Is the moment of birth the absolute point in time that what we call the “soul” enters the body, as indigenous American wisdom holds true? I confess that I’m not at all sure. 

And then there’s this: science and technology being what they are, the day may soon be upon us when a uterus embedded in a human female body will no longer be required for the process of human gestation to come to fruition; it may be possible then - even routine - for fetuses to develop to full term outside the body, in carefully regulated artificial environments. Nutrients pumped in, waste pumped out... No fuss; no sweat. Hollywood science fiction, you say? Perhaps it is for now, but in the future, who knows?

And think of the benefits to women for whom pregnancy is complicated at best: No vomiting, no swollen extremities, no enlarged hearts. No pregnancy diabetes; no elevated blood pressure; no displaced organs; no shortness of breath; no uterine prolapses from repeated pregnancies; no fistulas from protracted labors leaking urine and feces.

Until that time, however, while women’s bodies are the sole environments in which human fetuses must gestate to term, the choice must be ours about if, when and how we surrender our bodies to the process of producing another human person – a wrenching, rigorous, potentially lethal ordeal that, even in the best scenarios, will change us forever.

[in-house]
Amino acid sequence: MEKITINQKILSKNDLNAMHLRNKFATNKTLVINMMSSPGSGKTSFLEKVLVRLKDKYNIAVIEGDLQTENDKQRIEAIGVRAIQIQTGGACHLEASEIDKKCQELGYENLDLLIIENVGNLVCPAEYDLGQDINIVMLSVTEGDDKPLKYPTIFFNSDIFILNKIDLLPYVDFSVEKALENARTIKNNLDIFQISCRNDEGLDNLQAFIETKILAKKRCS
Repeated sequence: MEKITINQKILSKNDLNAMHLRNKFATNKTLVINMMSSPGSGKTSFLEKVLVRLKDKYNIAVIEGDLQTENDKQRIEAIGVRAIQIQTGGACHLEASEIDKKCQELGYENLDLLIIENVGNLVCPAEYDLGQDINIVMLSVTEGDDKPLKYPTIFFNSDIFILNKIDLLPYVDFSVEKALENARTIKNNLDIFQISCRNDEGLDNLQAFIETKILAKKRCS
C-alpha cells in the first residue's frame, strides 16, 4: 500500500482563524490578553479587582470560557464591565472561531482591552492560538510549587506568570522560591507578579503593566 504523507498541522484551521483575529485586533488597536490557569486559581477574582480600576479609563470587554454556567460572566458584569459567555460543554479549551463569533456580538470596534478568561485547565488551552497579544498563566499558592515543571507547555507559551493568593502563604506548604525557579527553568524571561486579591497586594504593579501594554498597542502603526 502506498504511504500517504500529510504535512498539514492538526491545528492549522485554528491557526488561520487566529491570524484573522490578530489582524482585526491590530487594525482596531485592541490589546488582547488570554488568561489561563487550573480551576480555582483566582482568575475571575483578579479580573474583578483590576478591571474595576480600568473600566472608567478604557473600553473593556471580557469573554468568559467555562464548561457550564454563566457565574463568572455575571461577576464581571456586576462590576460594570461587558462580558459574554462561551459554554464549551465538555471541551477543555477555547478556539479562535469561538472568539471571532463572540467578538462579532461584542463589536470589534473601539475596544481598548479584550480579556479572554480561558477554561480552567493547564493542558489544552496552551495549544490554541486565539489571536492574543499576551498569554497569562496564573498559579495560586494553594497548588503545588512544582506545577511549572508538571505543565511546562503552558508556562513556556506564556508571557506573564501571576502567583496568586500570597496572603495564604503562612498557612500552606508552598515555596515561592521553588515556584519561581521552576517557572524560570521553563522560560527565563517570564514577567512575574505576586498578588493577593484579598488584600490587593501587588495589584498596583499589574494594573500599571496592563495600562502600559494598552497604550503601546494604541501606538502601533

Of course, as the mother of three daughters, I know full well the connection beyond words that carrying and delivering a child can engender; the existentially moving power of giving birth can inspire awe in the belief in the magnificence of creation in the way that spiritual epiphany often does. 

But regardless of all that, not all of us want to be mothers and that's absolutely fine. There are economic matters that come to bear, and the truth is, most women who choose abortion are mothers already and know full well the life long demands of parenthood and the enormous complexities of all that's required.

In the end, the choice to host a life - to surrender our physical and emotional selves - must be ours and ours alone. It should be made on our own terms, without intrusion from the state, from significant others, from well-meaning crusaders of any kind. In a 21st century world, the decision can only be ours, for justice. For fairness. For the sakes of our daughters everywhere.

photo credit: <a href="">I had an Abortion</a> via <a href="">photopin</a> <a href="">(license)</a>

photo credit: <a href="">Occupy Women's Rights - A rally to honor the many struggles for women's liberty</a> via <a href="">photopin</a> <a href="">(license)</a>

No comments:

Post a Comment